The church of St Leonard sits on a hillside in the pretty coastal town of Hythe in Kent, overlooking the English Channel. Its history goes back at least 900 years, perhaps even further – a lot of the churches in the area have pre-Norman origins. It’s a beautiful and imposing building – but if you visit the church’s crypt you will find yourself coming face to face with some unexpected people.
Continue reading “The extraordinary ossuary at St Leonard’s Church, Hythe”
Originally a stretch of open land to the north of the City of London, Bunhill Fields got its name from its use as a burial ground during the Saxon period and a macabre event that took place in the mid-sixteenth century. Cartloads of bones from the charnel house at St Paul’s Cathedral were transported out of the city and dumped in such large quantities that they formed a hill of bones, with a thin layer of soil covering the mound. This “Bone Hill” was large enough to accomodate three windmills on top, which were presumably installed to make the most of the elevated ground.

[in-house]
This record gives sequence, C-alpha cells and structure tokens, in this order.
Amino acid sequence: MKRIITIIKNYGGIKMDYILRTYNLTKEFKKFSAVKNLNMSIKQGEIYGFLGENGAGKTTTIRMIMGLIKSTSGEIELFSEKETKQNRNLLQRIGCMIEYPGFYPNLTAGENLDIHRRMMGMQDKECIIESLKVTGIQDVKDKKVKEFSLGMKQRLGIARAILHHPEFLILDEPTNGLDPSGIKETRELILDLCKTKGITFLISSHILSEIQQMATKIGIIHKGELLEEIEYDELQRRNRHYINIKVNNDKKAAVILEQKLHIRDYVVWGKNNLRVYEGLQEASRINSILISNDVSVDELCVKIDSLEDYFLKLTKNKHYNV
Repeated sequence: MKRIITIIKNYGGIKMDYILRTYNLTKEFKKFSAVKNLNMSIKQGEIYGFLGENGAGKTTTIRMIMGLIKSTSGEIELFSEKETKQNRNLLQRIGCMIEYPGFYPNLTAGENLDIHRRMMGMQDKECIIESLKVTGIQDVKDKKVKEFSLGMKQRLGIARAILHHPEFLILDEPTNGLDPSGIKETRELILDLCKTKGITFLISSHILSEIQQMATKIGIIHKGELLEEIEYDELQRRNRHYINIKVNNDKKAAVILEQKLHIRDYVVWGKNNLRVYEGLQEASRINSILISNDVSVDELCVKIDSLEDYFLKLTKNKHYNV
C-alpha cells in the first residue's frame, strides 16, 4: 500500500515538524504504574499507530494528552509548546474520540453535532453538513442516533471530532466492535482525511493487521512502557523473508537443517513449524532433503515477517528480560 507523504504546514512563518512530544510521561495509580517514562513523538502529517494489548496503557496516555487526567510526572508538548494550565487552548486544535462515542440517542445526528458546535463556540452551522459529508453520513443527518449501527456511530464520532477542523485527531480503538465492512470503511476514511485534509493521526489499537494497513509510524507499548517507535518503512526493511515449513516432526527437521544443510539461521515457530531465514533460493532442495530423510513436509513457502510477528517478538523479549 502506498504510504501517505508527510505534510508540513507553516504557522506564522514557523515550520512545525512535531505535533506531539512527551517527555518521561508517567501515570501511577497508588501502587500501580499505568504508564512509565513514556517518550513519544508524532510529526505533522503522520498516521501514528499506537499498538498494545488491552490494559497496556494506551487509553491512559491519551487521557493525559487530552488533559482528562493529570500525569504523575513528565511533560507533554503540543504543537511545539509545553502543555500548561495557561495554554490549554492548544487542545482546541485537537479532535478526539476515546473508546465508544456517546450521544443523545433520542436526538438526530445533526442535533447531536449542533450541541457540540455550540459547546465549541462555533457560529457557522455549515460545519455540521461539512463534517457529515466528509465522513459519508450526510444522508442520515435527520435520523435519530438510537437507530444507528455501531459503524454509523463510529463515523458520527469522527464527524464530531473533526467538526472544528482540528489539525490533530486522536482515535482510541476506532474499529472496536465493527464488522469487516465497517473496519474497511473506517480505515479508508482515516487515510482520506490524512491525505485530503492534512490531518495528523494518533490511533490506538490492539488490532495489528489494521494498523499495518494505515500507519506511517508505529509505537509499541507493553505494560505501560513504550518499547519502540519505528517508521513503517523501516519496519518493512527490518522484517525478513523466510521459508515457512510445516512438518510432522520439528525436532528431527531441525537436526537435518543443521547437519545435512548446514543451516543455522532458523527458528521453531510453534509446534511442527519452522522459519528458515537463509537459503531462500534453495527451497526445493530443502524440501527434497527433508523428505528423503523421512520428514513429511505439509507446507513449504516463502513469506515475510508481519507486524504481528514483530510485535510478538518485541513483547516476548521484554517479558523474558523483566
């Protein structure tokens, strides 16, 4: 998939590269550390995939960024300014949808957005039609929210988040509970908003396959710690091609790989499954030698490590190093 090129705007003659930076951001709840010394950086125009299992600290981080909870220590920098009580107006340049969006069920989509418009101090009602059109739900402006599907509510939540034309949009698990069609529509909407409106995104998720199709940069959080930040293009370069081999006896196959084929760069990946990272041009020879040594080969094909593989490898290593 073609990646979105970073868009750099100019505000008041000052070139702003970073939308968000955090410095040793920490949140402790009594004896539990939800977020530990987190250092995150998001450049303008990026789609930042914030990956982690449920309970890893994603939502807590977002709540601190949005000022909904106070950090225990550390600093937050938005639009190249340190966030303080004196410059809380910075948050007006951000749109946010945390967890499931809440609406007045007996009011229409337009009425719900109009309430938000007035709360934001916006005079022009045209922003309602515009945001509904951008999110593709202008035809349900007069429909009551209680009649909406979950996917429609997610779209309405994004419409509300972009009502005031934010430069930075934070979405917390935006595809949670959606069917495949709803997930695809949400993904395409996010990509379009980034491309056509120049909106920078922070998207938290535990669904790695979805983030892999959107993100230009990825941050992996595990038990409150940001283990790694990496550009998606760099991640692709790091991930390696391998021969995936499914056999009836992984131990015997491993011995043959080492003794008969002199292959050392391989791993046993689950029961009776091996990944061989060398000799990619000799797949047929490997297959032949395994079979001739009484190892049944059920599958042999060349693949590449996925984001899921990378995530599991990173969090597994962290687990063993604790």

Continue reading “The Hill of Bones: the story of Bunhill Fields”